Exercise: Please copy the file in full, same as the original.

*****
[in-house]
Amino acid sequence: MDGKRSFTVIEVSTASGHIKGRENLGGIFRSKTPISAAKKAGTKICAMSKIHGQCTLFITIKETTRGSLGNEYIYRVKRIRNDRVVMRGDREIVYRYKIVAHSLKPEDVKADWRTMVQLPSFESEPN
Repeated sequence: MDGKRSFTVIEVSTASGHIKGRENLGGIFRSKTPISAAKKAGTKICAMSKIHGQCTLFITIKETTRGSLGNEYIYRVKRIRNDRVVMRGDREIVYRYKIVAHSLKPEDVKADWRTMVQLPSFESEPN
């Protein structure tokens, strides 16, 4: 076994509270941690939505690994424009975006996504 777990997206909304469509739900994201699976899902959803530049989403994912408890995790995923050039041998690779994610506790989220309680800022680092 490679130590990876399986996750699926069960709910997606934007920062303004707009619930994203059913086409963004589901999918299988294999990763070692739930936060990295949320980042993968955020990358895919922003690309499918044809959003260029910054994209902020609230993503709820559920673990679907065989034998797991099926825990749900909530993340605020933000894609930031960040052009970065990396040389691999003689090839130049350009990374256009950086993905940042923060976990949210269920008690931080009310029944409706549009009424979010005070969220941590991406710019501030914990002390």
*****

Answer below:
[in-house]
Amino acid sequence: MDGKRSFTVIEVSTASGHIKGRENLGGIFRSKTPISAAKKAGTKICAMSKIHGQCTLFITIKETTRGSLGNEYIYRVKRIRNDRVVMRGDREIVYRYKIVAHSLKPEDVKADWRTMVQLPSFESEPN
Repeated sequence: MDGKRSFTVIEVSTASGHIKGRENLGGIFRSKTPISAAKKAGTKICAMSKIHGQCTLFITIKETTRGSLGNEYIYRVKRIRNDRVVMRGDREIVYRYKIVAHSLKPEDVKADWRTMVQLPSFESEPN
């Protein structure tokens, strides 16, 4: 076994509270941690939505690994424009975006996504 777990997206909304469509739900994201699976899902959803530049989403994912408890995790995923050039041998690779994610506790989220309680800022680092 490679130590990876399986996750699926069960709910997606934007920062303004707009619930994203059913086409963004589901999918299988294999990763070692739930936060990295949320980042993968955020990358895919922003690309499918044809959003260029910054994209902020609230993503709820559920673990679907065989034998797991099926825990749900909530993340605020933000894609930031960040052009970065990396040389691999003689090839130049350009990374256009950086993905940042923060976990949210269920008690931080009310029944409706549009009424979010005070969220941590991406710019501030914990002390």